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Unit information: Mobile Communication Systems in 2020/21

Unit name Mobile Communication Systems
Unit code EENG30010
Credit points 10
Level of study H/6
Teaching block(s) Teaching Block 1 (weeks 1 - 12)
Unit director Professor. Doufexi
Open unit status Not open
Pre-requisites

EENG22000

Co-requisites

None

School/department Department of Electrical & Electronic Engineering
Faculty Faculty of Engineering

Description

The aim is to provide an insight into the choice of access techniques and design employed in future generation wireless networks. Analytical tools for describing information transfer, source compression and uncertainty are discussed and fundamental limits of communication systems are derived. The unit examines digital modulation schemes, and coherent and non-coherent detection techniques. A summary of the various frequency bands and systems in use today is provided. Radiowave propagation is then discussed, covering path-loss, antenna gain, multipath, shadowing and fast fading. System link budgets are developed.

Fast fading models are derived and, using the central limit theorem, Rayleigh and Rician distributions are derived. Diversity techniques are studied to improve fading performance. Cellular design is presented covering issues such as co-channel interference, frequency re-use, cluster size and handover.

Intended learning outcomes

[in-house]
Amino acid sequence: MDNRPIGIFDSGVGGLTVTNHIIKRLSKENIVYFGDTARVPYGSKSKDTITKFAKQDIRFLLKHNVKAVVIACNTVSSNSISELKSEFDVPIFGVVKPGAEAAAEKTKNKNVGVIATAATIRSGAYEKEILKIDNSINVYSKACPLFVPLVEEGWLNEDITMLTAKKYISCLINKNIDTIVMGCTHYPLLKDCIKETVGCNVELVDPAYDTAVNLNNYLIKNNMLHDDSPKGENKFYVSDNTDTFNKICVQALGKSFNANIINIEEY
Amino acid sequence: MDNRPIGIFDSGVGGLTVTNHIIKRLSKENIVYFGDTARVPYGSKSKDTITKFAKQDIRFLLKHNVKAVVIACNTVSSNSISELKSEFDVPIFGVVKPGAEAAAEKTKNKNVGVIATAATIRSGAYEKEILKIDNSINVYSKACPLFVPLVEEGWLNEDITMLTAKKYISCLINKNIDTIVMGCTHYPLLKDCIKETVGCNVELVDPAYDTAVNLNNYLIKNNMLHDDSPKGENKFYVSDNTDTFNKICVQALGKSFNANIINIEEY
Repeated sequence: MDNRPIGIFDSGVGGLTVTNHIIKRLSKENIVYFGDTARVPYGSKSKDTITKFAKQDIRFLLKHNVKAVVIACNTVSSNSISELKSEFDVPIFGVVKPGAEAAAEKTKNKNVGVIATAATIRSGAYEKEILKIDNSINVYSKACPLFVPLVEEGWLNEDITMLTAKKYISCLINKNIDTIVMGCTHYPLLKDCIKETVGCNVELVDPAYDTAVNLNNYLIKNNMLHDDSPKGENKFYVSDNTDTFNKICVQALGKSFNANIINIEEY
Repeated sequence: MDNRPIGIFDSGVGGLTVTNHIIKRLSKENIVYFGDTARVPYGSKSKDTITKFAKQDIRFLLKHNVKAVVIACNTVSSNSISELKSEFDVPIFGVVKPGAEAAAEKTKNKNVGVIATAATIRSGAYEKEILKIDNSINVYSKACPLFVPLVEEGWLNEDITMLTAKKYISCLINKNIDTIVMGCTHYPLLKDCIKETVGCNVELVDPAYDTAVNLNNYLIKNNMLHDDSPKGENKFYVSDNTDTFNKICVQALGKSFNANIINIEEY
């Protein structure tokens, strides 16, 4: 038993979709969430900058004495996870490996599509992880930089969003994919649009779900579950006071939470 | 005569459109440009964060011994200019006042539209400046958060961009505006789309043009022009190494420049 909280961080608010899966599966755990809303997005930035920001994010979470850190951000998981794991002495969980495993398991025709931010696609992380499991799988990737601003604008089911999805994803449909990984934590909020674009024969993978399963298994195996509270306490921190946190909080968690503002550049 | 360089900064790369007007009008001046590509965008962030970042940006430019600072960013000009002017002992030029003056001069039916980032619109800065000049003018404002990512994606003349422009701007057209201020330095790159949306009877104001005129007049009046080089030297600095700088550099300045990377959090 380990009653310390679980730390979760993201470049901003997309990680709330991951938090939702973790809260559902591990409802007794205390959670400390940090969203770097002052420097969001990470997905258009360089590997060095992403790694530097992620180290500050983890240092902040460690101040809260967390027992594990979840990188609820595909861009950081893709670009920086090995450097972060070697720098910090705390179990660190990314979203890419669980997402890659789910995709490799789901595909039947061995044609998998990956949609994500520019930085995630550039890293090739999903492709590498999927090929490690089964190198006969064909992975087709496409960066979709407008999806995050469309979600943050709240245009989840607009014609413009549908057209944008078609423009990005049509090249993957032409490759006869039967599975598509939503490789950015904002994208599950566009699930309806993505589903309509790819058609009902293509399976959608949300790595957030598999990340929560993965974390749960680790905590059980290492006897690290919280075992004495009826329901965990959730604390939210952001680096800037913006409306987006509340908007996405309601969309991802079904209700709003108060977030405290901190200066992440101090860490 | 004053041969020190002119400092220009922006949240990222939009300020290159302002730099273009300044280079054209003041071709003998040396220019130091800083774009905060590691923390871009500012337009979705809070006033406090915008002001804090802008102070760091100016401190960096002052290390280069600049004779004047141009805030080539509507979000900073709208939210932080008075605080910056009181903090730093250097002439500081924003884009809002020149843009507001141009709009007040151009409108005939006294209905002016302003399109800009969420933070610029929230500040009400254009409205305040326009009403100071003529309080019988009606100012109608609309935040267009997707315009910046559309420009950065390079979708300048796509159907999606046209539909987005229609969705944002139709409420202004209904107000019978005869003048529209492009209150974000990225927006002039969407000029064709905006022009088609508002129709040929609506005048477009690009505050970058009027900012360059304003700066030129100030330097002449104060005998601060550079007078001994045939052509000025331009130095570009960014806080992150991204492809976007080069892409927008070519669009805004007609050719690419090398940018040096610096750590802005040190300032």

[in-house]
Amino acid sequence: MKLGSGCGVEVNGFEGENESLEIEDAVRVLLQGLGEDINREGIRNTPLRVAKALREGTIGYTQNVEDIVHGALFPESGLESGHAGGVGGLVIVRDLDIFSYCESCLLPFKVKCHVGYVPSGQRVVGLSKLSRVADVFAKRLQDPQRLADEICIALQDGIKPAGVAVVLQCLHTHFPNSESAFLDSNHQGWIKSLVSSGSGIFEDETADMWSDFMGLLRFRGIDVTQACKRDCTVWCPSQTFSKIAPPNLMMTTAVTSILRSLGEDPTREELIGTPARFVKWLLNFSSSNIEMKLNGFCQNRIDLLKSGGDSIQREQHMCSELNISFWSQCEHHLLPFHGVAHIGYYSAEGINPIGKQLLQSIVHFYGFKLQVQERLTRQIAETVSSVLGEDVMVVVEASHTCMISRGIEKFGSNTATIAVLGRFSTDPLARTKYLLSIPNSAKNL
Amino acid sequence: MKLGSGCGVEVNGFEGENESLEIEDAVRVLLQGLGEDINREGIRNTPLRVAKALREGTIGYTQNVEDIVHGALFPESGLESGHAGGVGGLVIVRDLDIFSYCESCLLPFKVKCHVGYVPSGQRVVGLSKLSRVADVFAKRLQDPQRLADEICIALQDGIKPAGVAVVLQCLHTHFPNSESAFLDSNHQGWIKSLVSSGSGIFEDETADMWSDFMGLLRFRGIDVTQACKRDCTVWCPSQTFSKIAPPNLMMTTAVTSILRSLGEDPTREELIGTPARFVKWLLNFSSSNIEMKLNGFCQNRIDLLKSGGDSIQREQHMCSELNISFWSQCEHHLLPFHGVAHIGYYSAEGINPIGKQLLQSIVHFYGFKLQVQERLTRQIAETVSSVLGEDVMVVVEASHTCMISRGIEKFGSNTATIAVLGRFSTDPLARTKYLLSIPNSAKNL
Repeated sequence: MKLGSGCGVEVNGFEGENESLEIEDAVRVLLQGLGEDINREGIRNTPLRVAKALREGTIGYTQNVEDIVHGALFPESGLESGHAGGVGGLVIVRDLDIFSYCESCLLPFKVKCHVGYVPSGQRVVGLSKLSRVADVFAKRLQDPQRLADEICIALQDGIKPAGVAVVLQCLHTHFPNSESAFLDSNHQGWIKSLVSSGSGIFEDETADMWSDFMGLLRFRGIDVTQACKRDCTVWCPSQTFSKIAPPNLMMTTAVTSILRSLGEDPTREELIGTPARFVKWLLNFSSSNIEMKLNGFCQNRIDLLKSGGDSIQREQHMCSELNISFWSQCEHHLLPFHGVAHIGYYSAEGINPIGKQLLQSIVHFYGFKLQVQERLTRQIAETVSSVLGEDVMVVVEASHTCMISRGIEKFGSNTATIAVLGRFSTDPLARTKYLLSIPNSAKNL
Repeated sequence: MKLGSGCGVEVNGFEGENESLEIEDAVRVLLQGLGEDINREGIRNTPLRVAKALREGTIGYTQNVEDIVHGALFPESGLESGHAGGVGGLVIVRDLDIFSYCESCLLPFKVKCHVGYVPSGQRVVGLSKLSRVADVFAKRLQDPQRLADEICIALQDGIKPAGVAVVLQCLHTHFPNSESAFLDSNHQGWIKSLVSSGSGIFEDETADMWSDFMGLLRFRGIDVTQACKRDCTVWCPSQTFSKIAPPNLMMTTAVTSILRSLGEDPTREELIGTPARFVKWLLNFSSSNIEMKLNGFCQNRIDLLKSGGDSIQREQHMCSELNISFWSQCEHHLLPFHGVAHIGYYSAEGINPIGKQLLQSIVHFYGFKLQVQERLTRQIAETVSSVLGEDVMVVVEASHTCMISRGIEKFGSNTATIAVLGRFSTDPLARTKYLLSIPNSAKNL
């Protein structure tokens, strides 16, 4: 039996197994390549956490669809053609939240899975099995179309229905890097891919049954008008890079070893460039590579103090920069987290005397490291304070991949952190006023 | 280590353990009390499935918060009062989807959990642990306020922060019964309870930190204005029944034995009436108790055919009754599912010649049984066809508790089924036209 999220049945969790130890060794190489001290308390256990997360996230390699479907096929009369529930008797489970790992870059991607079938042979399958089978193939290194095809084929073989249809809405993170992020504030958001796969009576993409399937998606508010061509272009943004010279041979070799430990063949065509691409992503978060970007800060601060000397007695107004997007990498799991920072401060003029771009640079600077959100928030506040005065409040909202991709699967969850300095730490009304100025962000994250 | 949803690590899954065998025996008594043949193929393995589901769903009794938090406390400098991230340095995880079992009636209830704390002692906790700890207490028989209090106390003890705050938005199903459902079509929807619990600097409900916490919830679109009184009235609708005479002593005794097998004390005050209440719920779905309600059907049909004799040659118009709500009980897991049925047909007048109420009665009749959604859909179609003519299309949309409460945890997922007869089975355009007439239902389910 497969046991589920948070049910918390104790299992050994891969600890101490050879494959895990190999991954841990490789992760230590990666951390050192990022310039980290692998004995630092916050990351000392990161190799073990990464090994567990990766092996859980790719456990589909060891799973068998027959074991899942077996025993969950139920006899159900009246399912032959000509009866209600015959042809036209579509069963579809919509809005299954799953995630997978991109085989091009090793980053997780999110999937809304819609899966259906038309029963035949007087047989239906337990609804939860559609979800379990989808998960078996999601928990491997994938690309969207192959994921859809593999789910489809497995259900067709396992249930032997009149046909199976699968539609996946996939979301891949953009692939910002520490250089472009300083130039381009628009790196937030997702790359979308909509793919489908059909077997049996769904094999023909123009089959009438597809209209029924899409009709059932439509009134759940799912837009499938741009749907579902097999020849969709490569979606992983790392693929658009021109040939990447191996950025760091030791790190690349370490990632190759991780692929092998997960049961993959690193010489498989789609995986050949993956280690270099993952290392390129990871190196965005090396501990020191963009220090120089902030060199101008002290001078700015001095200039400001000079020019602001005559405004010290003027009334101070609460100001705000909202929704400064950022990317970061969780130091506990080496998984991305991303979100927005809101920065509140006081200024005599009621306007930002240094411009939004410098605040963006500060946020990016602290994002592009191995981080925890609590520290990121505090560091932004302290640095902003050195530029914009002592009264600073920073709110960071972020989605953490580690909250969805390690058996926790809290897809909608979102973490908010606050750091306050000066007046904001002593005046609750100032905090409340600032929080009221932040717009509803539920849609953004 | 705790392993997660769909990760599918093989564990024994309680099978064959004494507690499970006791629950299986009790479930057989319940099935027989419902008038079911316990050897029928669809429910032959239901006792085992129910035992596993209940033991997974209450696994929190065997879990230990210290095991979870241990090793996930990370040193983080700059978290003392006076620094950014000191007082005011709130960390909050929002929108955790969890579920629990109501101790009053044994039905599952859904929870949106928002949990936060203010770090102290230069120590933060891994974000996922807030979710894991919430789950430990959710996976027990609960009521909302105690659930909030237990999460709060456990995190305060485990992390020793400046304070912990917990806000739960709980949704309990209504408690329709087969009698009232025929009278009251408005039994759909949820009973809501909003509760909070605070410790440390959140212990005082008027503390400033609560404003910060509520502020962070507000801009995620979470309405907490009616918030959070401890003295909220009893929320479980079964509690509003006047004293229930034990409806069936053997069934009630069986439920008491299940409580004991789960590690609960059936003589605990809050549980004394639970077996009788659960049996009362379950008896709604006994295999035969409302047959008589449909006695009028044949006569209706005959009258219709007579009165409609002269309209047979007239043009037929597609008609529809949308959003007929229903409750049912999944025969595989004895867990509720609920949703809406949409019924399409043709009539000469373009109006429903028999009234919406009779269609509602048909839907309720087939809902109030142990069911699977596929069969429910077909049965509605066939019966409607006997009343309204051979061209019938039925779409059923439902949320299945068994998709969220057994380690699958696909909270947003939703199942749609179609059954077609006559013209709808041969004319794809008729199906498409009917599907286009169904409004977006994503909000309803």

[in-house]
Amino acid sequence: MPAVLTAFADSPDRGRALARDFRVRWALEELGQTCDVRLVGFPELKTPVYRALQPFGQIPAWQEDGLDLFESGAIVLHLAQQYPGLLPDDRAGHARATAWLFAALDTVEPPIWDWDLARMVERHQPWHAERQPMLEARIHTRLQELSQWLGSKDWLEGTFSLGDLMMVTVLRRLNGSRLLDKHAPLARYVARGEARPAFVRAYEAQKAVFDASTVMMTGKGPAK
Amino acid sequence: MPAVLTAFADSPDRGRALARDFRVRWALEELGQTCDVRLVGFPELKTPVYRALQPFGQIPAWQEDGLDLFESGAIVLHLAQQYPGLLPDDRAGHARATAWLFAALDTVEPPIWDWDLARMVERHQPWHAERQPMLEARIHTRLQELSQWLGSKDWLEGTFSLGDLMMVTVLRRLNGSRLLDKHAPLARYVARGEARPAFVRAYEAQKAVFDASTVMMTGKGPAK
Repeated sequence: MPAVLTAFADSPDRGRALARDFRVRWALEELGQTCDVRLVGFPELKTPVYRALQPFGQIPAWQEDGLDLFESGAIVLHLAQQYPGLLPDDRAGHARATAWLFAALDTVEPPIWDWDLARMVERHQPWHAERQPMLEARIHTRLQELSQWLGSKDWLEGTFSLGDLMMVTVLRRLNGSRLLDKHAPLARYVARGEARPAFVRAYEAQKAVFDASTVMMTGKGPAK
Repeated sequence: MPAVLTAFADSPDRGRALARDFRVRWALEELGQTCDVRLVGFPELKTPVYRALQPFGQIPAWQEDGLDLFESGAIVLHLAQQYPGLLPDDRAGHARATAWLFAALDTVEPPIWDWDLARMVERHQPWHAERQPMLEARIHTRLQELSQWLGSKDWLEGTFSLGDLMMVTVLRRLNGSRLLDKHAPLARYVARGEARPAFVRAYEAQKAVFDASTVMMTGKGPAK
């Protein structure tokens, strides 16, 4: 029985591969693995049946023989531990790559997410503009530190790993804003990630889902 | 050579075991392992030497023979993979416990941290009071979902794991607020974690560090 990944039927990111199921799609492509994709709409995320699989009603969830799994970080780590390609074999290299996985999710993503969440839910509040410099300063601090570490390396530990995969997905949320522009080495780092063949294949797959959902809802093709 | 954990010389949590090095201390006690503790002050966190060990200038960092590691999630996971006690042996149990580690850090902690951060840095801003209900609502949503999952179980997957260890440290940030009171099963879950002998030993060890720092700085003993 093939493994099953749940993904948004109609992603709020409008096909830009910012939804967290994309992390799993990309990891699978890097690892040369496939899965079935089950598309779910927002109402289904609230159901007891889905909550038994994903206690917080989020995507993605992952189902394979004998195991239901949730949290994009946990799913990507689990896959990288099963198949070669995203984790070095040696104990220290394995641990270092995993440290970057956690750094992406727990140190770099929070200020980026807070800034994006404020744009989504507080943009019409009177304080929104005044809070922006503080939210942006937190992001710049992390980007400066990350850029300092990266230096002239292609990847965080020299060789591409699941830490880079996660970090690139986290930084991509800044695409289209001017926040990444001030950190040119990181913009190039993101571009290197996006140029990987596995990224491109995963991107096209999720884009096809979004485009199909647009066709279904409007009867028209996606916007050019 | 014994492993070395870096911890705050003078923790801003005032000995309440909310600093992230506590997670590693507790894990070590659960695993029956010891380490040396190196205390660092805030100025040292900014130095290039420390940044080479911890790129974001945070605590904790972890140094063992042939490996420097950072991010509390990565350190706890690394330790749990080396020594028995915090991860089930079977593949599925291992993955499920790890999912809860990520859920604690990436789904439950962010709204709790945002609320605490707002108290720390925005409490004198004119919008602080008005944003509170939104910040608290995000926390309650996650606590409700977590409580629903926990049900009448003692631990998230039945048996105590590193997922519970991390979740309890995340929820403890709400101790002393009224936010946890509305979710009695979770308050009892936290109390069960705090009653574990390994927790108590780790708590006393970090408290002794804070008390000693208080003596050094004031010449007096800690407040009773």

Having completed this unit, students will be able to:

  1. Explain the concepts and results of information theory, including information, uncertainly, entropy and information capacity
  2. Explain fundamental concepts and limits in lossless source compression, Huffman coding, Lempel-Ziv
  3. Derive capacity for several communication channel models
  4. Understand Propagation Principles and Statistics
  5. Outline Design goals for digital modulation techniques and describe different digital modulation schemes.
  6. Perform Cellular Design and Capacity evaluations in cellular networks

Teaching details

Teaching will be delivered through a combination of synchronous and asynchronous sessions, including lectures, practical activities supported by drop-in sessions, problem sheets and self-directed exercises.

Assessment Details

The intended learning outcomes for the unit will be assessed through a coursework based assignment.

Reading and References

· Haykin, S. & Moher, M. Introduction to Analog and Digital Communications

· Jones, D.S., Elementary Information Theory

· Thomas M. Cover, Joy A. Thomas “Elements of Information Theory”, Second Edition, Wiley 2005

· David McKay “Information Theory inference and learning algorithms” Cambridge University Press,

2003

· Shannon, C.E. and W. Weaver, The Mathematical Theory of Communication, University of Illinois

Press, 1963, ISBN:0 252 72548 4 (Q360 SHA)

· Parsons, J.D., The Mobile Radio Propagation Channel,2nd Edition, J. Wiley, 2000, ISBN:978-0-471-

98857-1 Highly Recommended for part 1.

· Proakis, J., Digital Communications, 4th Edition, McGraw-Hill, 2000, ISBN:0071181830.

· Sklar, B., Digital Communications: Fundamentals and Applications, 2nd Edition, Prentice Hall, 2001,

ISBN:0130847887.

· Haykin. S., Communication Systems, 4th Edition, John Wiley, 2000, ISBN:0471178691.

· Rappaport. T.S., Wireless Communications: Principles and Practice, 2001, ISBN:0160422320.

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